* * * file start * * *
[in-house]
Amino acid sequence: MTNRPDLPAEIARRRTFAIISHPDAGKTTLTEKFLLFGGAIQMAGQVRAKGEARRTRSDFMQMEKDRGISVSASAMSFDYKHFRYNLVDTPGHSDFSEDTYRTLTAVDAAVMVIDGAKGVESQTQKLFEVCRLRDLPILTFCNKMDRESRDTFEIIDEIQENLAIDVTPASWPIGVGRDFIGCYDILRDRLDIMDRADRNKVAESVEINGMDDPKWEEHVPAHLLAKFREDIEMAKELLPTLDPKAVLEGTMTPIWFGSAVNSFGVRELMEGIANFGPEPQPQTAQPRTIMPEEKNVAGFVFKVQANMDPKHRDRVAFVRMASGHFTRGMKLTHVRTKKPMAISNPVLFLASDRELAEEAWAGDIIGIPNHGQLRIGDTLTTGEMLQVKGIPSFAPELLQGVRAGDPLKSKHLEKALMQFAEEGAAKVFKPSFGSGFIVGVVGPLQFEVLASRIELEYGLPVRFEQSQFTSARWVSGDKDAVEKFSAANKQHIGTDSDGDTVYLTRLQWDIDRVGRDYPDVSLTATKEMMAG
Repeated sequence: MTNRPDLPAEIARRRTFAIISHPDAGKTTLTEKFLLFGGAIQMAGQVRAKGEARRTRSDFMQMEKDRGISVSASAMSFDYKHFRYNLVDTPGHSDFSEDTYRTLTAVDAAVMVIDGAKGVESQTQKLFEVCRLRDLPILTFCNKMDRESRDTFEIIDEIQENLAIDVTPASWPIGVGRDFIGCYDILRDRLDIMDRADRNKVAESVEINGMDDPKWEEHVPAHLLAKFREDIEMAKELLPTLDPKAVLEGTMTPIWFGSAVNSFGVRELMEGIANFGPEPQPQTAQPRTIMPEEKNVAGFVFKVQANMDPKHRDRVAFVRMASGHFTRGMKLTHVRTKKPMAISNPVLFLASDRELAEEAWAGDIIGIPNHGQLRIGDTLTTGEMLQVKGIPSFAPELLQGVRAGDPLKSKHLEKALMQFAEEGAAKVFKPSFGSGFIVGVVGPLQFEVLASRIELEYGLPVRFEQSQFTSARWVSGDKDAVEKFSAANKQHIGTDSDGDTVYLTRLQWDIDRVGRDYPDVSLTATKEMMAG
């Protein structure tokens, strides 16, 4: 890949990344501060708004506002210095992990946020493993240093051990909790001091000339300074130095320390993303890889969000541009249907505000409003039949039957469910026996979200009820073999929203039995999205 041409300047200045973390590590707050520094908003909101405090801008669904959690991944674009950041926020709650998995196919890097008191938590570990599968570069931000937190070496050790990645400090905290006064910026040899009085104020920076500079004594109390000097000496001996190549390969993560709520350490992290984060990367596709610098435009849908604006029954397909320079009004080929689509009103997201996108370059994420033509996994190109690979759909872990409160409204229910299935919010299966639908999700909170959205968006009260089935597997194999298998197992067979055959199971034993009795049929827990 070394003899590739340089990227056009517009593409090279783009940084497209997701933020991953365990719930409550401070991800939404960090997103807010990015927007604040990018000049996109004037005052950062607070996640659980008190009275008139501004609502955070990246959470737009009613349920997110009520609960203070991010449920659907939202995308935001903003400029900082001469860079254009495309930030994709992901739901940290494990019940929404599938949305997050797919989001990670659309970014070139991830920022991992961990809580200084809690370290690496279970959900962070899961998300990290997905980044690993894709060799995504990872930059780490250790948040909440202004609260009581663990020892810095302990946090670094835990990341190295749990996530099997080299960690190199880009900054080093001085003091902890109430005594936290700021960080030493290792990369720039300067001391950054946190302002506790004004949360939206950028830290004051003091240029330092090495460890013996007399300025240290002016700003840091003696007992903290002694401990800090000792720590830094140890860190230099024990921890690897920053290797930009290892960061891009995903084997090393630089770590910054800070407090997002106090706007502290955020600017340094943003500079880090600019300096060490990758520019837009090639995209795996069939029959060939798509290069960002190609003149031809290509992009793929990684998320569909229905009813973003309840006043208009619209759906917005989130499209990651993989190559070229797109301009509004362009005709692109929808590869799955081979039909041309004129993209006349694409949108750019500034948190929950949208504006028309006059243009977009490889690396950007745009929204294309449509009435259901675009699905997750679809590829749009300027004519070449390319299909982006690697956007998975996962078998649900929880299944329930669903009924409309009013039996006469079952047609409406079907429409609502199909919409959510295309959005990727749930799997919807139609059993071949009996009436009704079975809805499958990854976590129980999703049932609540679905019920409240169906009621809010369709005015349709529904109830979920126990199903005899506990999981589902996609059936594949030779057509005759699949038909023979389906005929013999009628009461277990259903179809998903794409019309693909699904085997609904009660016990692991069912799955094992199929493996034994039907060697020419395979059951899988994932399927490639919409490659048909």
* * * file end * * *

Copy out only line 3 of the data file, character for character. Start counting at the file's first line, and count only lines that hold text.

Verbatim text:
Repeated sequence: MTNRPDLPAEIARRRTFAIISHPDAGKTTLTEKFLLFGGAIQMAGQVRAKGEARRTRSDFMQMEKDRGISVSASAMSFDYKHFRYNLVDTPGHSDFSEDTYRTLTAVDAAVMVIDGAKGVESQTQKLFEVCRLRDLPILTFCNKMDRESRDTFEIIDEIQENLAIDVTPASWPIGVGRDFIGCYDILRDRLDIMDRADRNKVAESVEINGMDDPKWEEHVPAHLLAKFREDIEMAKELLPTLDPKAVLEGTMTPIWFGSAVNSFGVRELMEGIANFGPEPQPQTAQPRTIMPEEKNVAGFVFKVQANMDPKHRDRVAFVRMASGHFTRGMKLTHVRTKKPMAISNPVLFLASDRELAEEAWAGDIIGIPNHGQLRIGDTLTTGEMLQVKGIPSFAPELLQGVRAGDPLKSKHLEKALMQFAEEGAAKVFKPSFGSGFIVGVVGPLQFEVLASRIELEYGLPVRFEQSQFTSARWVSGDKDAVEKFSAANKQHIGTDSDGDTVYLTRLQWDIDRVGRDYPDVSLTATKEMMAG